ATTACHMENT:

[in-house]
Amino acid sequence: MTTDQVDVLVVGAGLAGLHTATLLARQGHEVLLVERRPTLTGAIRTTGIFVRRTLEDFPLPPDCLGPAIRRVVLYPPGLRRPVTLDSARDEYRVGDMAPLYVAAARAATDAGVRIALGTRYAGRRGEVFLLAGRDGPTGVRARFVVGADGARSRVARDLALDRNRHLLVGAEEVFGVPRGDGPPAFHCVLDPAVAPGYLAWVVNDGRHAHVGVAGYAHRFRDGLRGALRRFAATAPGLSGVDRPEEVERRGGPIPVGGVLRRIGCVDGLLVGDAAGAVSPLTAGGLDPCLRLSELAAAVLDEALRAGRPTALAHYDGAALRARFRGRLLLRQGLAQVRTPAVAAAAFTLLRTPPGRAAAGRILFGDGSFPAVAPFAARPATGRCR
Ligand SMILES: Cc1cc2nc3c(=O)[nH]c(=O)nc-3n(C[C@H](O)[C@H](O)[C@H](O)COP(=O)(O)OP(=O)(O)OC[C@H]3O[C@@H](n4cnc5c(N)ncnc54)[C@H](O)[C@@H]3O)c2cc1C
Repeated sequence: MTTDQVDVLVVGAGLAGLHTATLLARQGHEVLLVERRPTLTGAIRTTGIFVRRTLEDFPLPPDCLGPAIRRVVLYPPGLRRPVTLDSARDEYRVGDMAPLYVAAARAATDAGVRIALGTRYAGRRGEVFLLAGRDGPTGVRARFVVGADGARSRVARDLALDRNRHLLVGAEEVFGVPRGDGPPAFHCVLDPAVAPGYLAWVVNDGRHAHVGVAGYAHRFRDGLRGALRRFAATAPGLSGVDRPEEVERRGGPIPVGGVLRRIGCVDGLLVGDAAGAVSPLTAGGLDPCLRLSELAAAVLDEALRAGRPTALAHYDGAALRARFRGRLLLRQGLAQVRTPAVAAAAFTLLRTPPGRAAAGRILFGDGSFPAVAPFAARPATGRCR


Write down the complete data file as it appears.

[in-house]
Amino acid sequence: MTTDQVDVLVVGAGLAGLHTATLLARQGHEVLLVERRPTLTGAIRTTGIFVRRTLEDFPLPPDCLGPAIRRVVLYPPGLRRPVTLDSARDEYRVGDMAPLYVAAARAATDAGVRIALGTRYAGRRGEVFLLAGRDGPTGVRARFVVGADGARSRVARDLALDRNRHLLVGAEEVFGVPRGDGPPAFHCVLDPAVAPGYLAWVVNDGRHAHVGVAGYAHRFRDGLRGALRRFAATAPGLSGVDRPEEVERRGGPIPVGGVLRRIGCVDGLLVGDAAGAVSPLTAGGLDPCLRLSELAAAVLDEALRAGRPTALAHYDGAALRARFRGRLLLRQGLAQVRTPAVAAAAFTLLRTPPGRAAAGRILFGDGSFPAVAPFAARPATGRCR
Ligand SMILES: Cc1cc2nc3c(=O)[nH]c(=O)nc-3n(C[C@H](O)[C@H](O)[C@H](O)COP(=O)(O)OP(=O)(O)OC[C@H]3O[C@@H](n4cnc5c(N)ncnc54)[C@H](O)[C@@H]3O)c2cc1C
Repeated sequence: MTTDQVDVLVVGAGLAGLHTATLLARQGHEVLLVERRPTLTGAIRTTGIFVRRTLEDFPLPPDCLGPAIRRVVLYPPGLRRPVTLDSARDEYRVGDMAPLYVAAARAATDAGVRIALGTRYAGRRGEVFLLAGRDGPTGVRARFVVGADGARSRVARDLALDRNRHLLVGAEEVFGVPRGDGPPAFHCVLDPAVAPGYLAWVVNDGRHAHVGVAGYAHRFRDGLRGALRRFAATAPGLSGVDRPEEVERRGGPIPVGGVLRRIGCVDGLLVGDAAGAVSPLTAGGLDPCLRLSELAAAVLDEALRAGRPTALAHYDGAALRARFRGRLLLRQGLAQVRTPAVAAAAFTLLRTPPGRAAAGRILFGDGSFPAVAPFAARPATGRCR